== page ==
The Working Catholic: Mobilizing and Governing
by Bill Droel
The young adult activists who inspired the world this past summer now have the challenge of translating their fervor into practical reform. It is the transition from mobilizing to governance.
The founders of our country were more prepared for the transition to governance than other revolutionaries, argues Hannah Arendt (1906-1975). She compares France to the United States in her classic On Revolution (Penguin, 1963). By the time of their 1787 meeting in Philadelphia, our founders were able to craft a democratic system that endures to this day. Our system, as detailed in our glorious Constitution and in its Bill of Rights and 17 subsequent amendments, is obviously imperfect. It has suffered through rebellions, a Civil War, a tyrannical-like presidency and more. Yet ploddingly and with setbacks, our experiment in democracy inches toward its goal of full liberty and justice for all.
Back in France however, the 1789 revolution was followed by turmoil for a decade and by instability thereafter. Bastille Day was a triumph, but onto the next step the French revolutionaries “had no experience [of governance] to fall back upon, only ideals and principles untested by reality,” says Arendt. The French Revolution was “an intoxication whose chief element was the crowd.” The difference, Arendt concludes, is that the U.S. revolutionaries, in contrast to the French, had the experience of political assembly, long before 1776. Or as John Adams (1735-1826) said: The U.S. Revolution was well underway months and years before Lexington and Concord.
Again, assembly in our 13 North American colonies was imperfect; a right for only some. Black slaves could not initially enjoy that right and women could not vote for or serve in governing bodies. Yet our revolution was not the product of chaos. It was not an accomplishment of solitary heroics urging a rabble forward. For example, Paul Revere (1734-1818) and William Dawes (1745-1799) did not ride as strangers through towns at midnight, randomly knocking on doors. They had advance planning that allowed them to alert small mediating institutions. They knew the leaders of churches and other voluntary associations. Revere himself belonged to five clubs or lodges in the Boston area. Samuel Adams (1722-1803) belonged to the North Caucus, the Long Room Club and others. The same is true for the other founders. In their church committees, lodges, town halls and taverns our founders practiced the arts of governance—deliberation, compromise, balancing interests, public speaking, correspondence and the like.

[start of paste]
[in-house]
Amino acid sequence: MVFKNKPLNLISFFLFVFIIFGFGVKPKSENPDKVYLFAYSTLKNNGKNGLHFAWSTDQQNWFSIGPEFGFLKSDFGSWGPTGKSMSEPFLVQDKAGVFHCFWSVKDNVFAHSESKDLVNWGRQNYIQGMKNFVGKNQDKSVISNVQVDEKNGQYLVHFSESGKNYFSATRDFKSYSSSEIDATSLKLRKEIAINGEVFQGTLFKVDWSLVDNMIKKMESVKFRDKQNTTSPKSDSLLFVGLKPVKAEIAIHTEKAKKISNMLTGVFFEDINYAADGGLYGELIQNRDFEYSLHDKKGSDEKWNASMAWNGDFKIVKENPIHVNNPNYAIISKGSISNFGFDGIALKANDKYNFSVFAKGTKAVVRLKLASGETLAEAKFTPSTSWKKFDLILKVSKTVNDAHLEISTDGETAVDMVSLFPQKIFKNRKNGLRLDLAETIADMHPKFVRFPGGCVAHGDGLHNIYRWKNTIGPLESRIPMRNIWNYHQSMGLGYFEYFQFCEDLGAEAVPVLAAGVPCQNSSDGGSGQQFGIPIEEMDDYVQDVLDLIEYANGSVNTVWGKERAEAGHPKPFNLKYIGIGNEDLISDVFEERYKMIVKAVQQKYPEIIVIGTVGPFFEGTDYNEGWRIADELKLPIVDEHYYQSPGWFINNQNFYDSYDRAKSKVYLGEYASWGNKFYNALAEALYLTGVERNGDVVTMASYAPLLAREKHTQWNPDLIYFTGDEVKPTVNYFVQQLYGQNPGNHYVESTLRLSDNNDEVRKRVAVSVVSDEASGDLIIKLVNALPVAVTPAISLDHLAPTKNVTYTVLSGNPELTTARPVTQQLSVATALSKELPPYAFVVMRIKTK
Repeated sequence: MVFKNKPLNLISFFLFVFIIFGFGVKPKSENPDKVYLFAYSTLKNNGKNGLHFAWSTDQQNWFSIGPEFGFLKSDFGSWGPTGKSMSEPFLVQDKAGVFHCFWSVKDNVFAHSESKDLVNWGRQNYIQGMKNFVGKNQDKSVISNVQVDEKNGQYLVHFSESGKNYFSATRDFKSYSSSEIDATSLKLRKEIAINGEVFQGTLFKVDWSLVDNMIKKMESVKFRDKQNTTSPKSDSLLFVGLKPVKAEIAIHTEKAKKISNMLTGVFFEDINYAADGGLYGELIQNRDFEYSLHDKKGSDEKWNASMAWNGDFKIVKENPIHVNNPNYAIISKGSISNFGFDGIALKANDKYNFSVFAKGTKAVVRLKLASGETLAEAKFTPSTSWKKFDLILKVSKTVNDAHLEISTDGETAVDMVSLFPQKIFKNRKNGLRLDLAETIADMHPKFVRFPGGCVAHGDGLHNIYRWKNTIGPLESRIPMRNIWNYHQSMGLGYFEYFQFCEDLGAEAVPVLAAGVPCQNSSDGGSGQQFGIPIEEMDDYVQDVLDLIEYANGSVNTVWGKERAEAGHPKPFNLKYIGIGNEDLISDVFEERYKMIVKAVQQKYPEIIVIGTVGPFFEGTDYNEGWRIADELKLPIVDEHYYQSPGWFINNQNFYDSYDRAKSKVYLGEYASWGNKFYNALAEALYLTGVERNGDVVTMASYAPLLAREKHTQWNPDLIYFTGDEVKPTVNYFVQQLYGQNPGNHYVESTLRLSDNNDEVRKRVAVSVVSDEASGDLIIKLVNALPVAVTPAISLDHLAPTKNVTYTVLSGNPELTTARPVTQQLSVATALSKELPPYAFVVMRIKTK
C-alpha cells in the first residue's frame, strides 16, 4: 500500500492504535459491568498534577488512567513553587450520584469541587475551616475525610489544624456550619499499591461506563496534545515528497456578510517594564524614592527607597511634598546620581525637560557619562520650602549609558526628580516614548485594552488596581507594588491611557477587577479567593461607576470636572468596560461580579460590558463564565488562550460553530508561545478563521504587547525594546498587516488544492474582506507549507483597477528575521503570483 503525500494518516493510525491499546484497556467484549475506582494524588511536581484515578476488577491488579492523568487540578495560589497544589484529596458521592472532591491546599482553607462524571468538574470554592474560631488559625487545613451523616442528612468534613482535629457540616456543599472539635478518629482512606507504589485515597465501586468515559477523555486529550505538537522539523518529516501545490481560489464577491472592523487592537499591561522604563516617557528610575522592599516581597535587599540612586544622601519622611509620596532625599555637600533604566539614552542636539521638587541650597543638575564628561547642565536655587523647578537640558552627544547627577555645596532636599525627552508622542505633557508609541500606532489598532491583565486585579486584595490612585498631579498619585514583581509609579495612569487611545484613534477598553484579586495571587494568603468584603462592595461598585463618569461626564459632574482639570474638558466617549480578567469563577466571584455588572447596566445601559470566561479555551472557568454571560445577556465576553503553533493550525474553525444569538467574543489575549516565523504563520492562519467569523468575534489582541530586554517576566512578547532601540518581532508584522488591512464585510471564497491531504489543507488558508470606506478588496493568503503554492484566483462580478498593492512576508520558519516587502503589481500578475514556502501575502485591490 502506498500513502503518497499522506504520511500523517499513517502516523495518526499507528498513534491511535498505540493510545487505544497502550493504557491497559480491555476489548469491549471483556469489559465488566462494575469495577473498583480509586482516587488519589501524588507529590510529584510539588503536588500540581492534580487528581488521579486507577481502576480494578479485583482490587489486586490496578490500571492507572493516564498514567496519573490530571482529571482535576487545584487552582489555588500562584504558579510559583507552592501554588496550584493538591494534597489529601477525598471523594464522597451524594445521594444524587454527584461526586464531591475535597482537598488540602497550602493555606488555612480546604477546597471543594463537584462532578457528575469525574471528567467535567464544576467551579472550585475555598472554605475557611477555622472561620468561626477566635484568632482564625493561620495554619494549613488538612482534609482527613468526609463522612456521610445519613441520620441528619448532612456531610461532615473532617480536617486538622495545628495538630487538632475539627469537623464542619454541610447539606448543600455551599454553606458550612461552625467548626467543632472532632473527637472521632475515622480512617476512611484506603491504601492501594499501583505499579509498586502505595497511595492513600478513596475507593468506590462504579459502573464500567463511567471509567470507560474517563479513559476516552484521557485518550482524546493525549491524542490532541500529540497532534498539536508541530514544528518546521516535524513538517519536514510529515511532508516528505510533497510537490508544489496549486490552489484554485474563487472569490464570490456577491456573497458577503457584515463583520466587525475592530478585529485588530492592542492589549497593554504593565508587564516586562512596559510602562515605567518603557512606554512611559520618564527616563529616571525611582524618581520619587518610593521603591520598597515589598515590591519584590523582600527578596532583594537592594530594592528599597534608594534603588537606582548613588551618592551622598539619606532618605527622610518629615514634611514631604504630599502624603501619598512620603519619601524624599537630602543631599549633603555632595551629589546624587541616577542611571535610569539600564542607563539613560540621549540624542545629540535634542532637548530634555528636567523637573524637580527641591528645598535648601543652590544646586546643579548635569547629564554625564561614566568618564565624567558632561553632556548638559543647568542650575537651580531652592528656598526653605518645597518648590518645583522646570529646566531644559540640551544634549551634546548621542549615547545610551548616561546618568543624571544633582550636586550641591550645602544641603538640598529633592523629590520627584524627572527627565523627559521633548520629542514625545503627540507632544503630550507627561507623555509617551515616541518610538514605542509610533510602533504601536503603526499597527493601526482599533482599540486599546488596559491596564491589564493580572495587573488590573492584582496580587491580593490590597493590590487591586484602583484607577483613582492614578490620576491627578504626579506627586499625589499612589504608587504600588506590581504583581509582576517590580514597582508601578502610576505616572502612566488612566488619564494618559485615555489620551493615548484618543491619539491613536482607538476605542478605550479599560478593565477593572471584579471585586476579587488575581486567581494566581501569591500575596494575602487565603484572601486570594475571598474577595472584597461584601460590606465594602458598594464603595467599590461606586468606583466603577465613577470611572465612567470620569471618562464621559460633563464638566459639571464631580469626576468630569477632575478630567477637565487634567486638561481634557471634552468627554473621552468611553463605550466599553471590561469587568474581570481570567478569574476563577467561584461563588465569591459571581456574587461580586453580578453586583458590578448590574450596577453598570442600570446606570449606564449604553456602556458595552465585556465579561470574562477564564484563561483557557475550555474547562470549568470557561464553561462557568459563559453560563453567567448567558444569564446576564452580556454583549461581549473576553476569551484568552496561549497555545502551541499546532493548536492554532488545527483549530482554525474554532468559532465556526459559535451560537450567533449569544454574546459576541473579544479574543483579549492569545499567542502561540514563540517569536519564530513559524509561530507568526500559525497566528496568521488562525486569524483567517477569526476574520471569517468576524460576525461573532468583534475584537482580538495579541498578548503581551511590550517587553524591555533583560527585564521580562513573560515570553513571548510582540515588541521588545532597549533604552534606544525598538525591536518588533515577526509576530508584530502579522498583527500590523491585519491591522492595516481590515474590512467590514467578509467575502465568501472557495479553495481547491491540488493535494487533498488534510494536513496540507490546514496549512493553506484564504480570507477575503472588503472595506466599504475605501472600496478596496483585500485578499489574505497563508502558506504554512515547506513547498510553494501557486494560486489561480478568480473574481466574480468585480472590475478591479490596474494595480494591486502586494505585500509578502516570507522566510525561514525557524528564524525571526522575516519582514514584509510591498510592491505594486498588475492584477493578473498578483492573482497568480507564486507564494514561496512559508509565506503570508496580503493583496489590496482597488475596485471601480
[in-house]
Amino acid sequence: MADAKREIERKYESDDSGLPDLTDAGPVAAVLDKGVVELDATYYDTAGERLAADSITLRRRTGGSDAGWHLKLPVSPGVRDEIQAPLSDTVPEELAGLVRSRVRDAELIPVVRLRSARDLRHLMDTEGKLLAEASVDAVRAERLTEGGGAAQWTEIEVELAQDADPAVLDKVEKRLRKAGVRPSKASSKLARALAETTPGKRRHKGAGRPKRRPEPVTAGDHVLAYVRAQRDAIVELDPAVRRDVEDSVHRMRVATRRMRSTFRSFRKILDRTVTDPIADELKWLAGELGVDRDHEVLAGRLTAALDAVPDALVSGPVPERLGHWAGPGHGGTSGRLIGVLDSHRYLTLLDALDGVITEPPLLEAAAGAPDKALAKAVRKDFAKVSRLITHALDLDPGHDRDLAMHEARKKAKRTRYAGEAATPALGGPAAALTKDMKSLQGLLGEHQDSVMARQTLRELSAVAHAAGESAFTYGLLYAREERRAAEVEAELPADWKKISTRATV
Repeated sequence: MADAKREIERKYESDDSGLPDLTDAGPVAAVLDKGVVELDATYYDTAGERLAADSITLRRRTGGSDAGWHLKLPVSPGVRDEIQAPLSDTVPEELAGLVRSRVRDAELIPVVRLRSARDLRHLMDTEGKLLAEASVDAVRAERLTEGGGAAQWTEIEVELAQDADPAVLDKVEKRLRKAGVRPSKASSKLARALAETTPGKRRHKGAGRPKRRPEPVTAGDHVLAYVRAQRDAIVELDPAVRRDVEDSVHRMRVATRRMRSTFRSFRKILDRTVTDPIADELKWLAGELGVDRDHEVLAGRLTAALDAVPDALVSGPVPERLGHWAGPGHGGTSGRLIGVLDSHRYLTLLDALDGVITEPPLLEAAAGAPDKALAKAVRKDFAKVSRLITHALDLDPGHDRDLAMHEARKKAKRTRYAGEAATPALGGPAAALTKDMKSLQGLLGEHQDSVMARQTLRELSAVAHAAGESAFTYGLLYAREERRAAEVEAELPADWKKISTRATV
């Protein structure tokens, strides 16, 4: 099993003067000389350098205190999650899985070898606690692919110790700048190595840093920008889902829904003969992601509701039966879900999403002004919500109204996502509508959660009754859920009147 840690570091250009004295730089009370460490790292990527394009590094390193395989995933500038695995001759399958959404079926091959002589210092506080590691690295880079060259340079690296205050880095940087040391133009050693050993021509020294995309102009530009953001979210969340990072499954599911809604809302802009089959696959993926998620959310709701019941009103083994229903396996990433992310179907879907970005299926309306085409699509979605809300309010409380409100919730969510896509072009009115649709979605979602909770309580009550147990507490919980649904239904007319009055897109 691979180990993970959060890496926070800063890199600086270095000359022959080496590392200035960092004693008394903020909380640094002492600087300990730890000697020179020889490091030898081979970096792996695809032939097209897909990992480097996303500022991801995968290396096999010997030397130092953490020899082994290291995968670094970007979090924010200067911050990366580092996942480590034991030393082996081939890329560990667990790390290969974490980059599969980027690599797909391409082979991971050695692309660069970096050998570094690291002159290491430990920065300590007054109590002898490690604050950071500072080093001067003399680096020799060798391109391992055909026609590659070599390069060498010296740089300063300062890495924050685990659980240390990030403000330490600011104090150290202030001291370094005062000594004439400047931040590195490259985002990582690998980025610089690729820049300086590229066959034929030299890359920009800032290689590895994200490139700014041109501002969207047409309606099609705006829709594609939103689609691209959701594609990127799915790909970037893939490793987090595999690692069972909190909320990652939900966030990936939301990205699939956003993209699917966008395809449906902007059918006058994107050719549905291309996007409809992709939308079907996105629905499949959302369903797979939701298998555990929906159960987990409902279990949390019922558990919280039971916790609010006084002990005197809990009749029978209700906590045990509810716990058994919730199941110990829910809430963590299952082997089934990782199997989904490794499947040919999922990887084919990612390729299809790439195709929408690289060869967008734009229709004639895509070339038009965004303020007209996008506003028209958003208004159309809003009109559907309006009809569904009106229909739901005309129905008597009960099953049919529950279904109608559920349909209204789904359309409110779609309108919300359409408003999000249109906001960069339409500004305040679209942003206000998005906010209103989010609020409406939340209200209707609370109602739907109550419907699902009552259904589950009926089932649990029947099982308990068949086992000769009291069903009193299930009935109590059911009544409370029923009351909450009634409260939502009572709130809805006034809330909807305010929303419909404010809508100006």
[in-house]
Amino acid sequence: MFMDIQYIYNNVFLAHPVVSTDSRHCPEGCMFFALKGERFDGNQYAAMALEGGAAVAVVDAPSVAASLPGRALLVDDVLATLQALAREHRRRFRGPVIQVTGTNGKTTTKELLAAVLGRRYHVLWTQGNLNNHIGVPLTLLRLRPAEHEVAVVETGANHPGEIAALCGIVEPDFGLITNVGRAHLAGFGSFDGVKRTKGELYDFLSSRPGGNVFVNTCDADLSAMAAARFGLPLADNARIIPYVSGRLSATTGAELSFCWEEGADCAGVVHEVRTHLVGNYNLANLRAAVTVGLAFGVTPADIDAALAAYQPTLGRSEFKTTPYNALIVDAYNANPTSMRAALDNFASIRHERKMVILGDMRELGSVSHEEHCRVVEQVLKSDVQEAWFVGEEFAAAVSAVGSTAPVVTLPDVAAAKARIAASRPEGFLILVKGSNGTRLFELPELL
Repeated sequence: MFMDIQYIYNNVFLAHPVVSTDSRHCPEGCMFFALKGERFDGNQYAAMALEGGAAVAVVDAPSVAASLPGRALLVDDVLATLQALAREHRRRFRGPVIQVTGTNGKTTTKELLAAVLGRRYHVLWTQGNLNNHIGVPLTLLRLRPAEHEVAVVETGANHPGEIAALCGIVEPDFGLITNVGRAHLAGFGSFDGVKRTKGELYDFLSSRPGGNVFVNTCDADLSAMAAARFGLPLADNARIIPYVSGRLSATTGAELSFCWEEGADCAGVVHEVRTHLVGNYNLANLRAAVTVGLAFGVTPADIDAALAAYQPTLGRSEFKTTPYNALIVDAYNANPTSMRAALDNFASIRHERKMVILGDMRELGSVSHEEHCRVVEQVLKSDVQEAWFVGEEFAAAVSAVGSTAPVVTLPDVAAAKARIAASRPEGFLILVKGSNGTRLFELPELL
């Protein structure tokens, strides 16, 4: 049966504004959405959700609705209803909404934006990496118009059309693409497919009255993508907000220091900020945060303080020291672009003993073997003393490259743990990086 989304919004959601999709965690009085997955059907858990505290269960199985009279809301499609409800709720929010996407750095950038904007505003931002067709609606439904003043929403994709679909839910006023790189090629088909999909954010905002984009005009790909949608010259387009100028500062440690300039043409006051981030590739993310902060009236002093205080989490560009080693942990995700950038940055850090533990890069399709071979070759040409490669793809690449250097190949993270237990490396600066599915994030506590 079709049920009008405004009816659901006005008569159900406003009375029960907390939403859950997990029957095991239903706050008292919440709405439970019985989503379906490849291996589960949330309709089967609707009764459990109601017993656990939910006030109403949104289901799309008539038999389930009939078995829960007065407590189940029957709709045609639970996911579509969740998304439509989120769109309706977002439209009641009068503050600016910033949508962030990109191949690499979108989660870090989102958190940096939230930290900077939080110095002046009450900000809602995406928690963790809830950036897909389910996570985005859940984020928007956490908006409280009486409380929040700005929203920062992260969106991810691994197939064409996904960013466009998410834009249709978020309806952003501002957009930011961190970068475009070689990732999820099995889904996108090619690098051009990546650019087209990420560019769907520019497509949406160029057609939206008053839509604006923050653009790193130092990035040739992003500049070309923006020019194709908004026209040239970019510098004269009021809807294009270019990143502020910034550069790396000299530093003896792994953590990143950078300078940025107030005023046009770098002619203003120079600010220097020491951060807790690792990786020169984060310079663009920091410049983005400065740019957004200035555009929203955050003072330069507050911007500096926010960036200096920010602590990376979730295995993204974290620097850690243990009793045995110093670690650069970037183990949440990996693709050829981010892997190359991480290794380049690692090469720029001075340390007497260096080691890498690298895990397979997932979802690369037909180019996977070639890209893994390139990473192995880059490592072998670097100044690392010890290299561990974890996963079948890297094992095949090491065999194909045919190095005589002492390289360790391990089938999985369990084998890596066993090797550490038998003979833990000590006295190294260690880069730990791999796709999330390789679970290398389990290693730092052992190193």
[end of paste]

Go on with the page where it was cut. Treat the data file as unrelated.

Outsiders don’t always make for good insiders. Andrew Nagorski in The Birth of Freedom (Simon & Schuster, 1993) examines the monumental movements against communism in Eastern Europe, particularly the 1989 revolt in Poland. He describes the difficulty of transitioning from “dissidents into established politicians.” Lech Walesa’s problems as president were in part related to “the general difficulty of making the psychological switch from the politics of resistance to normal democratic politics,” Nagorski concludes.
The Arab Spring of 2011 was like the revolution in our country in that groups, not solitary individuals, led the way. Yes, Wael Ghonim launched a Facebook page to promote opposition to the Egyptian government. Yes, his and other internet sites helped plan actions. But the leaders came from small groups: lawyers’ circles, engineers’ clubs, the Arab Doctors Union, groups within the Muslim Brotherhood, Coptic churches, trade unions, alumni groups and soccer teams.
The Arab Spring was on the other hand unlike our U.S. revolution. Its leaders did not have prior training in the arts of governance. The young adults involved did use their friendships to temporarily smooth over their religious and ideological differences under the stress of the moment, reports Robin Wright in Rock the Casbah (Simon & Schuster, 2011). However before 2011, they had “limited—and largely unsuccessful—political experience,” she continues. In fact, their prior experience with the government was mostly limited to detention and jail. The Arab Spring was largely over by summer of 2012. External factors, including governments’ use of internet blocking and propaganda plus government counter-force, doomed the promise of the revolt. But internal factors played a major part in the demise, specifically the rebels’ lack of experience in governing.
Choices await the young adult activists in our country. They must decide: Is it better to go it alone; to start fresh? Or is it better to draw upon decades of experience from like-minded reform groups, including some labor locals, some churches, some professional associations, some civic organizations and more? Can our idealistic young adults employ sufficient arts of governing to really implement better policies and institutions?
Droel edits INITIATIVES (PO Box 291102, Chicago, IL 60629), a printed newsletter on faith and work.